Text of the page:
Finally, the kingdom has a champion they can call their own.
The 7th of July 2013 shall forever be remembered as one of the greatest moments in Her Majesty’s entire Kingdom. Andy Murray has done it, with over a million fans at his side a dream that was merely a whisper a year ago has reached it full realization, and how.
On a bright Sunday evening at Wimbledon, quite unusual weather for greater London at this time of the year, history was in the making for the dangly young Scot from Glasgow. Following in the footsteps of other eminent sporting personalities from the region, Sir Andy Murray as he is being referred to by the British media, ensured that Fred Perry would not be the only name to be remembered in tennis history as the only Brit to win the Wimbledon.
Having come so close last year only to fall at the final hurdle, Murray picked himself up immediately to go on and win the Olympic gold and the last grand slam of the year at the US Open.
Even with these victories to boost, Murray was never looked at as a favourite to win this year’s Wimbledon. You couldn’t blame anyone for thinking it was going to be a three horse race between Nadal, Federer and Djokovic. The sporting gods had other plans though with both Nadal and Federer falling at the first and second hurdle respectively. The powerful Serbian looked like noting could stop him from claiming his second Wimbledon title and proving without a shadow of a doubt that he deserved his spot at the top of the ATP rankings. A grueling semifinal seemed to have taken its toll on the world No .1 and Murray made light work of him in the final. The first final to be decided in straight sets in the recent past was one of the highlights of the win for Murray.
The Scotsman at first did appear nervous mucking up a few serves but soon settled down into a rhythm that rattled the cages of the world No.1, and suddenly Novak Djokovic was under the gun and on the back foot, berating the chair and looking at the skies in disbelief. Perhaps this was inevitable. From a shaky start Murray soon moved on to knock Novak off his serve in the first set and there was no turning around from that point.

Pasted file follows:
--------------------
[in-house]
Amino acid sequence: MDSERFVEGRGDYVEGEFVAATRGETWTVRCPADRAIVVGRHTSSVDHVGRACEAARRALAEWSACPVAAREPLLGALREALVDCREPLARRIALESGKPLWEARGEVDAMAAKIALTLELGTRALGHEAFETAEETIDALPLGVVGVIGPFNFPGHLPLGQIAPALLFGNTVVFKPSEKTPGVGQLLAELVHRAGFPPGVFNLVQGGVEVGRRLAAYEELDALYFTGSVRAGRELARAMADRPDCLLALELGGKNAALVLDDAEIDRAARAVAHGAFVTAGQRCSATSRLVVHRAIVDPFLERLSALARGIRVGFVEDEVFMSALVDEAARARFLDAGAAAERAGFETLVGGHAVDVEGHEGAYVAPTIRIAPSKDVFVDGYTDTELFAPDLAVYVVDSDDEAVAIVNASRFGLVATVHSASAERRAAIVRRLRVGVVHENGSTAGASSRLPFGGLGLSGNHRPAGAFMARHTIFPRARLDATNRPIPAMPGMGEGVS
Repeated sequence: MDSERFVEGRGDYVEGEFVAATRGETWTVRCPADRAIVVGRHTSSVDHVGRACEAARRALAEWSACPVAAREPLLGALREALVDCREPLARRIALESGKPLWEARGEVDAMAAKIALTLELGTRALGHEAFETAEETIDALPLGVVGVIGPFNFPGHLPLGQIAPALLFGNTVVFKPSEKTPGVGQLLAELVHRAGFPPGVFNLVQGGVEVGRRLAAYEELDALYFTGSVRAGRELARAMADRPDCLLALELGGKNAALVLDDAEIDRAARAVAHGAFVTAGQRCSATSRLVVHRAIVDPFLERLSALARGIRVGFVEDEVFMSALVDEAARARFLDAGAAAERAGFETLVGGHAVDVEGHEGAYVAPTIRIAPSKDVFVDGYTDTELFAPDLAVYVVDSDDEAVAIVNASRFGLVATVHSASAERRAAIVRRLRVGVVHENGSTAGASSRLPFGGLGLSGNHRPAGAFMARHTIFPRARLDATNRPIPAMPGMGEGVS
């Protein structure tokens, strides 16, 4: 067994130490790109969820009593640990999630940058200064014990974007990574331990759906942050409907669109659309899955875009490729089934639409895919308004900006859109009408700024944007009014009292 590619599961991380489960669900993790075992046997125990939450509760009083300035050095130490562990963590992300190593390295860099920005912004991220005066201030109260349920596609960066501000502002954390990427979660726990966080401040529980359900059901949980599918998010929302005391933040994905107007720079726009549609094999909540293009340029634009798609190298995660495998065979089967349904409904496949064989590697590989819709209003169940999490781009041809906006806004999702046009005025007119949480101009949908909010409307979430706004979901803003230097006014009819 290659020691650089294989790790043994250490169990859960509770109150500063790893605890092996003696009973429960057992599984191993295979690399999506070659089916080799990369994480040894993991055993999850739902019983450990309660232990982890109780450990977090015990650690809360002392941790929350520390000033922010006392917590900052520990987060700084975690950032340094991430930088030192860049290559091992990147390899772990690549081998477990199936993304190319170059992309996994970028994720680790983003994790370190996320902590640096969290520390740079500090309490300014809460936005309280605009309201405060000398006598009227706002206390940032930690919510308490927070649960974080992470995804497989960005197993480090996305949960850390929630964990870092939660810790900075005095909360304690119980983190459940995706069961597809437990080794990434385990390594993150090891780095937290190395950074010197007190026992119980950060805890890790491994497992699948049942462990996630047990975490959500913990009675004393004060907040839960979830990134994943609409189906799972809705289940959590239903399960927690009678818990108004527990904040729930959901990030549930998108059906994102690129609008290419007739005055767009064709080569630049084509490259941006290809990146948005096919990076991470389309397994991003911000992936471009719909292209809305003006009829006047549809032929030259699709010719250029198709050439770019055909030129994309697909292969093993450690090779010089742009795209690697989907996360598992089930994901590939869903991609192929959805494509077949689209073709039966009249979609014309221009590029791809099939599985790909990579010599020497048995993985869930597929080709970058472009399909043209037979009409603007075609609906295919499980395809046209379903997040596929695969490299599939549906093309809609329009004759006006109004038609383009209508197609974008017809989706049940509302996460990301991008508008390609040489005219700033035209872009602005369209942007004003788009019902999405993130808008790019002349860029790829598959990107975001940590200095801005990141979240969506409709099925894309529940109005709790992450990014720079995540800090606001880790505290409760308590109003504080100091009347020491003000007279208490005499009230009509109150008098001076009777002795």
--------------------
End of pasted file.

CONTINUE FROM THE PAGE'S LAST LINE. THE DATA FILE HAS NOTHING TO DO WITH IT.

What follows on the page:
Murray looked in top form and forced many errors from his Serbian compatriot, making the world’s No.1 look like an unseeded outsider. The buildup to the year’s most eagerly awaited slam featured the best players in the world with similar styles of play, if the head to head stats were to form the basis of any predictions then clearly Djokovic held the advantage, with a record of 11-7 over Murray heading into the Sunday’s Final. However as is often the case with sport, statistics can be quite misleading sometimes downright wrong.
Murray was unstoppable playing the ball in behind Djokovic, and often out-classing the Serbian with his mighty forearm. Djokovic however did put up a worthy fight and salvaged the second set only to fall in the third. It was a high pressure match and while Murray seemed to soak up the adulation of the crowd and keep his composure, Djokovic on the other hand seemed frustrated and off his usual best.
One needs to have only watch Murray collapse on the historical pitch to understand what this really meant to him and the million voices behind him.